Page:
Jonathan Cohn

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For other people of the same name, see Jonathan Cohen (disambiguation).

Jonathan Cohn is an American author and journalist who writes mainly on United States public policy and political issues. Formerly the executive editor of The American Prospect, Cohn is a senior editor at The New Republic magazine.[1]

Works[edit]

Cohn's writings have especially focused on social welfare and health care.[2] He has been recognized in the pages of the Washington Post as "one of the nation's leading experts on health care policy"[3] and in The New York Times as "one of the best health care writers out there".[4]

From early 2009 through the spring of 2010, Cohn edited and was the primary writer for "The Treatment", a blog about health care for The New Republic. In May, 2010, he started a new blog for "The New Republic" called "Citizen Cohn", a name he has kept for his Twitter feed.

Cohn is the author of a book, Sick: The Untold Story of America's Health Care Crisis - and the People Who Pay the Price (2007).[5] In Sick, Cohn advocates for universal health insurance, financed by the government.[6] It presents case studies that demonstrate how America's current system causes even many middle class Americans serious financial or medical hardship. It lays out a history of health insurance in America and points to the record of systems abroad, particularly in France.[6]

Before joining The New Republic in 1997,[2] Cohn served as executive editor at The American Prospect.[1] Cohn has also written for the Boston Globe, Mother Jones, The New York Times, Newsweek, Rolling Stone, Slate and the Washington Post.[1] He has been a media fellow at the Henry J. Kaiser Family Foundation.[2] and a senior fellow at Demos, and is a member of the National Academy of Social Insurance. He has appeared on television and radio shows, including MSNBC's "Countdown," NPR's "Fresh Air," and "The Colbert Report".[7]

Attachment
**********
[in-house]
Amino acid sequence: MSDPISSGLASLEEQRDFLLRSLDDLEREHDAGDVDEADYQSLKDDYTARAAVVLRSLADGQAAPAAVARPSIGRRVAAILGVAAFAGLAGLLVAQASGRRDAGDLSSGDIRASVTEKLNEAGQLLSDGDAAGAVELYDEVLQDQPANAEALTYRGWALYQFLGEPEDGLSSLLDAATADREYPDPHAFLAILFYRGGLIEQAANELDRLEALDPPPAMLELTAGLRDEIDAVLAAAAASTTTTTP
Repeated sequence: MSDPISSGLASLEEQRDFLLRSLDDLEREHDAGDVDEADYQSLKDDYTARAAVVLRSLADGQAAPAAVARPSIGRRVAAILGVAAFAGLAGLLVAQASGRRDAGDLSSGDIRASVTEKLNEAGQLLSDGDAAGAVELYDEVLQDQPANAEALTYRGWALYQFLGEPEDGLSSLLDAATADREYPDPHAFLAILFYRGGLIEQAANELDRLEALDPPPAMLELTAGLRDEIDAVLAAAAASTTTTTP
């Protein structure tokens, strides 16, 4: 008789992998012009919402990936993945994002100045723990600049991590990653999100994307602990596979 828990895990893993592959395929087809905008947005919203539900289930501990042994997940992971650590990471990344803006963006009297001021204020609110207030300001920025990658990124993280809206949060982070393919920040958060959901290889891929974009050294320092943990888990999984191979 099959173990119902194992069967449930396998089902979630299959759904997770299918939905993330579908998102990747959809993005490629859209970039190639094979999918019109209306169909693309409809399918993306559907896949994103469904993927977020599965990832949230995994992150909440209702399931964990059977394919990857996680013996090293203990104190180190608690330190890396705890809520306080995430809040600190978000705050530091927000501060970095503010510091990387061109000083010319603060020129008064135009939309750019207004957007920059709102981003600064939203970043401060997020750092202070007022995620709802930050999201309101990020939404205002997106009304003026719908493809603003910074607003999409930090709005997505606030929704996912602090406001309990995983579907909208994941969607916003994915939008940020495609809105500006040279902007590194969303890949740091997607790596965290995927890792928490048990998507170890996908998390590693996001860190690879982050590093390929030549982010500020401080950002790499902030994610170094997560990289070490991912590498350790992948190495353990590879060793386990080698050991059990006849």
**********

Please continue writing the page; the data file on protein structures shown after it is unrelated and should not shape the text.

In 2013, fellow health policy wonk Harold Pollack interviewed [8] Cohn, getting his take on the future of the Affordable Care Act, the ACA's proposed Medicaid expansion, and the 2012 elections.

Awards[edit]

Winner, AHCJ Excellence in Health Journalism (2013) for "The Robot Will See You Now"

Co-winner, Sidney Hillman Award (2010) for "The Treatment"

Special Mention, Sidney Hillman Award (2009) for "Auto Destruct"

Co-winner, Harry Chapin Media Award (2008) for Sick

Finalist, Robert F. Kennedy Book Award and New York Public Library Helen Bernstein Award (2008) for Sick

Personal life[edit]

Cohn was raised in Fort Lauderdale, Florida where he attended Pine Crest School. He went on to study at Harvard University where he became President of The Harvard Crimson.[2] He lived for many years in the Boston area before moving to his present home, Ann Arbor, Michigan with his wife Amy Cohn. She is a professor and researcher in Industrial and Operations Engineering at the University of Michigan.[1]

Cohn was a member of JournoList.

References[edit]

  1. ^ a b c d "About Jonathan Cohn". Sickthebook.com. Retrieved 2009-01-17. 
  2. ^ a b c d "Senior Editor:Jonathan Cohn". The New Republic. Retrieved 2009-01-18. 
  3. ^ Michael Tomasky (2007-05-20). "What Ails Us". Washington Post. Retrieved 2009-01-17. 
  4. ^ David Leonhardt (2007-12-19). "Economics: The Year in Books 2007". The New York Times. Retrieved 2009-01-17. 
  5. ^ ""SICK", By Jonathan Cohn, Now Available in Paperback". Demos: A Network of for Ideas and Action. 2008-05-22. Retrieved 2009-01-18.  (ISBN 0060580461).
  6. ^ a b Yuval Levin (July–August 2007). "Diagnosis and Cure". Commentary Magazine. Retrieved 2009-01-17. 
  7. ^ Video of Cohn's appearance on The Colbert Report, August 11,2009.
  8. ^ The ‘wild ride’ ahead for Obamacare, February 15, 2013

External links[edit]